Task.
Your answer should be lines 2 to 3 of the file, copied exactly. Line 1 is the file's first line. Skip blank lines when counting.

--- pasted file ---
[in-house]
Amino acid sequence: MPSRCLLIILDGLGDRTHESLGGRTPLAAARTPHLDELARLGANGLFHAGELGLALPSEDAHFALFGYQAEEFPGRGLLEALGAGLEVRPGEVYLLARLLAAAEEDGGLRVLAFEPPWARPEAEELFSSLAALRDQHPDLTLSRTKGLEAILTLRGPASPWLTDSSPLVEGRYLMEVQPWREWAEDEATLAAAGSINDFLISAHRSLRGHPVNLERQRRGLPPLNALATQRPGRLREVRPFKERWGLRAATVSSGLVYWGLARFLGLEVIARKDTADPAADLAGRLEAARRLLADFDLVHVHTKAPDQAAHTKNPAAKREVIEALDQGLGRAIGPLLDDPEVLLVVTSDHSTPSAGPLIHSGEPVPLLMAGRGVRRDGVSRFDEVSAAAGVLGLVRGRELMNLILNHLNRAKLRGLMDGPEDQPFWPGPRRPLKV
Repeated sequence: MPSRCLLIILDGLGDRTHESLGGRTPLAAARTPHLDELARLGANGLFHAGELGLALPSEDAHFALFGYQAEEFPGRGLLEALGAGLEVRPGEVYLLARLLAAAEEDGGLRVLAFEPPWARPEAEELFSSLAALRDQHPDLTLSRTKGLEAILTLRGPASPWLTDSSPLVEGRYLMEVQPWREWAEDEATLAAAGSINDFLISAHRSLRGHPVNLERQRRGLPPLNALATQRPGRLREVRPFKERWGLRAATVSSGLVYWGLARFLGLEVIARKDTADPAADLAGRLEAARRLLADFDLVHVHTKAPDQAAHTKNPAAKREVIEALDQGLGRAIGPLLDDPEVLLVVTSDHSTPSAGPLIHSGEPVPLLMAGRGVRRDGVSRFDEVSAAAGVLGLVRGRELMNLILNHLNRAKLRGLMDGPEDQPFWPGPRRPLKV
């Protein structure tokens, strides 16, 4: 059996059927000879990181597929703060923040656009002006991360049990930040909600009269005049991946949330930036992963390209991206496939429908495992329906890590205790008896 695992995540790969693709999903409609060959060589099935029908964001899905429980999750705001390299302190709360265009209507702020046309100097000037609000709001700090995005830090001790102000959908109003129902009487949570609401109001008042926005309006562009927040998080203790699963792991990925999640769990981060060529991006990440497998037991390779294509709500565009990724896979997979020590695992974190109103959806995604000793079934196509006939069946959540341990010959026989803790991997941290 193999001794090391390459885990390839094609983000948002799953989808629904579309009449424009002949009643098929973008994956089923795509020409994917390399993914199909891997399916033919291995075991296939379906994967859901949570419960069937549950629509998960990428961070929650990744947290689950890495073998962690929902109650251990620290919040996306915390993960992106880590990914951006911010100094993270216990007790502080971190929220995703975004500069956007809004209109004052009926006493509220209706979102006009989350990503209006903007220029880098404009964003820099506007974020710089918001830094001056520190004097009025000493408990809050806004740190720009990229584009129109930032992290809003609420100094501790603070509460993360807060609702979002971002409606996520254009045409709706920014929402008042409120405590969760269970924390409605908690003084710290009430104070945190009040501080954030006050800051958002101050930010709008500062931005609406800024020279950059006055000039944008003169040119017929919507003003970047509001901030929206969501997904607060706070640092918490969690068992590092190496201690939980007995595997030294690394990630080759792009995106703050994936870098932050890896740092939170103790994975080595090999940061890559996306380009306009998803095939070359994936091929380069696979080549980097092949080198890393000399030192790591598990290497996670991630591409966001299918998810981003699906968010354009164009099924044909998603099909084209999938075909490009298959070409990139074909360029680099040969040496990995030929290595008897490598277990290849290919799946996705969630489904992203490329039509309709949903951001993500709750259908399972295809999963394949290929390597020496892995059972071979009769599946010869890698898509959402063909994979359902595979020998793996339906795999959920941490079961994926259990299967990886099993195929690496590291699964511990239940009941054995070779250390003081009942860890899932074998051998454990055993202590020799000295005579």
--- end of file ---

Amino acid sequence: MPSRCLLIILDGLGDRTHESLGGRTPLAAARTPHLDELARLGANGLFHAGELGLALPSEDAHFALFGYQAEEFPGRGLLEALGAGLEVRPGEVYLLARLLAAAEEDGGLRVLAFEPPWARPEAEELFSSLAALRDQHPDLTLSRTKGLEAILTLRGPASPWLTDSSPLVEGRYLMEVQPWREWAEDEATLAAAGSINDFLISAHRSLRGHPVNLERQRRGLPPLNALATQRPGRLREVRPFKERWGLRAATVSSGLVYWGLARFLGLEVIARKDTADPAADLAGRLEAARRLLADFDLVHVHTKAPDQAAHTKNPAAKREVIEALDQGLGRAIGPLLDDPEVLLVVTSDHSTPSAGPLIHSGEPVPLLMAGRGVRRDGVSRFDEVSAAAGVLGLVRGRELMNLILNHLNRAKLRGLMDGPEDQPFWPGPRRPLKV
Repeated sequence: MPSRCLLIILDGLGDRTHESLGGRTPLAAARTPHLDELARLGANGLFHAGELGLALPSEDAHFALFGYQAEEFPGRGLLEALGAGLEVRPGEVYLLARLLAAAEEDGGLRVLAFEPPWARPEAEELFSSLAALRDQHPDLTLSRTKGLEAILTLRGPASPWLTDSSPLVEGRYLMEVQPWREWAEDEATLAAAGSINDFLISAHRSLRGHPVNLERQRRGLPPLNALATQRPGRLREVRPFKERWGLRAATVSSGLVYWGLARFLGLEVIARKDTADPAADLAGRLEAARRLLADFDLVHVHTKAPDQAAHTKNPAAKREVIEALDQGLGRAIGPLLDDPEVLLVVTSDHSTPSAGPLIHSGEPVPLLMAGRGVRRDGVSRFDEVSAAAGVLGLVRGRELMNLILNHLNRAKLRGLMDGPEDQPFWPGPRRPLKV